William Tong ’91 became the first Chinese-American Attorney General in the history of the United States on November 6, when he was elected in the state of Connecticut.
According to Tong, his civil duties as the Attorney General in Connecticut are manifold.
“Everything the Attorney General does in Connecticut is all civil, and what I do as [Attorney General] is protect and defend Connecticut families from abuse as consumers, to environmental changes, or other actions that prejudice their rights, safety, or health,” said Tong in an interview with The Phillipian.
In addition to being Attorney General, Tong is also the first Asian-American Constitutional Officer in the history of Connecticut. As a Democrat with a decade of experience in public service, he serves as the 25th Chief Civil Law Enforcement officer and also acts as the legal advisor and lawyer for his state. Currently, he also serves on the Connecticut House of Representatives.
“I was very proud to be the first Asian-American Constitutional Officer in the history of our state. Constitutional Offices are offices that are created by the state constitution, and that includes the governor and the senate governor, there are a variety of others, but there are six of us total. So I’m the first Asian-American to hold any of those roles,” said Tong.
Tong has helped pass historic laws defending the LGBTQIA+ community, protected victims of domestic abuse, reformed a system of mass incarceration, and supported families through financial crises, according to williamtong.com. Tong’s main goals are to fight for fairness and justice.
Tong credits his success to the opportunities and education that Andover provided.
“Andover was probably the single most important academic experience of my life. There are so many ways in which it has impacted me, but chief among them, I had a general sense that I wanted to dedicate and commit my life to service, and that I wanted to do that through public service and potentially through elective office,” said Tong.
Tong says he believes that Andover gave him the chance to explore his desire to lead and serve. He particularly enjoyed his time both on the Student Council and as School President, as they allowed him to shape important skills he would end up using throughout his life.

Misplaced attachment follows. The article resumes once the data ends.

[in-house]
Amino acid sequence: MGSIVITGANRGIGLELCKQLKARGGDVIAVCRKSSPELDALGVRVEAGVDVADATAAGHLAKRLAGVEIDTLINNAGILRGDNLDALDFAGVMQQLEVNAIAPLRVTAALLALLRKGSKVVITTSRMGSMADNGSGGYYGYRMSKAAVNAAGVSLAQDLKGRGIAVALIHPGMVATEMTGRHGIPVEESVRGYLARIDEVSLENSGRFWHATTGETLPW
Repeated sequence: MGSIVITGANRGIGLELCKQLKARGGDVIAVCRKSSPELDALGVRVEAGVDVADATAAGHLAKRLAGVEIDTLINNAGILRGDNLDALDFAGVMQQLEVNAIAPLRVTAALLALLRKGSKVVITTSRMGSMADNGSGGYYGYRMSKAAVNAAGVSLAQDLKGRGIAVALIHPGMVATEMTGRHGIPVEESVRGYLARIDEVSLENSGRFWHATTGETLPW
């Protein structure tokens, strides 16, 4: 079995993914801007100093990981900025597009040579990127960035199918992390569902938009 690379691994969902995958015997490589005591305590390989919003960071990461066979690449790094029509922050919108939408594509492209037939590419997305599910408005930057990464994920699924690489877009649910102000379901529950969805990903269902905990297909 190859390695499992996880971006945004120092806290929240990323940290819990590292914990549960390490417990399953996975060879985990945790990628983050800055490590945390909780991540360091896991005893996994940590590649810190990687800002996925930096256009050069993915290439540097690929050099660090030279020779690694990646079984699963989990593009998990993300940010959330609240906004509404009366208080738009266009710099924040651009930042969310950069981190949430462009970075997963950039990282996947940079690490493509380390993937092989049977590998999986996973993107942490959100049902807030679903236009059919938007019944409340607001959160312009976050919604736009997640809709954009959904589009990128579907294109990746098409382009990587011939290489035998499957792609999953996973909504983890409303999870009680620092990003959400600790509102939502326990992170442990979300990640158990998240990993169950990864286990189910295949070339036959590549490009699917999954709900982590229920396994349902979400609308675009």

Tong said, “At that time, we had three Uppers who were known as Upper [Representatives] and they were the three Upper Representatives in the Student Council. I was one of the three Upper Reps and then I became the School President when the school had one. It helped to validate that this was something that I found meaningful, that I had a lot to contribute to my classmates and to the school, and that I started to develop those leadership skills while in high school.”
According to Tong, his favorite memory at Andover was being welcomed to campus for the first time and welcoming new students himself as School President three years later. Tong says he believes that these two moments mark his entire Andover experience and the transition out of it.
Tong said, “It’s my first day when you drive up and there are Blue Key [Heads] out on the street in front of Cochran Chapel and they’re cheering and screaming and welcoming you to the school and then bringing you into the Chapel. For that very first event experienced as a student, I still remember feeling really excited and really hopeful that day about the experience to come.”
“And then, three years later, it was my job as the School President to welcome all the new Juniors and Lowers and new students by speaking at that assembly on the very first day. I felt like I had come full circle and that really wrapped up for me and encapsulated my whole experience at the school,” continued Tong.
Tong’s advice to students is to push themselves to explore everything that Andover has to offer. He believes that high school — especially a boarding school like Andover — is the kind of place that provides numerous opportunities to try new things.
Tong said, “I think Andover gives you a lot of freedom and independence and it challenges you to challenge yourself, and I think sometimes you don’t know what you’re capable of and it’s important to take risks and to push yourself harder.”
Many of the friendships Tong built still last to today, and, according to Tong, he treasures them greatly.
“I’m very close to a lot of my high school friends, not all necessarily in my year, but I have a lot of friends across class years. I think our class, 1991, is particularly close and good at staying in touch, so the relationships are very strong and they’ve endured,” said Tong.
Tong continued, “Let me just say that I’m incredibly proud to be a graduate of this school. I think so much of what I learned about service I learned at Andover, and there are so many great memories. There really are.”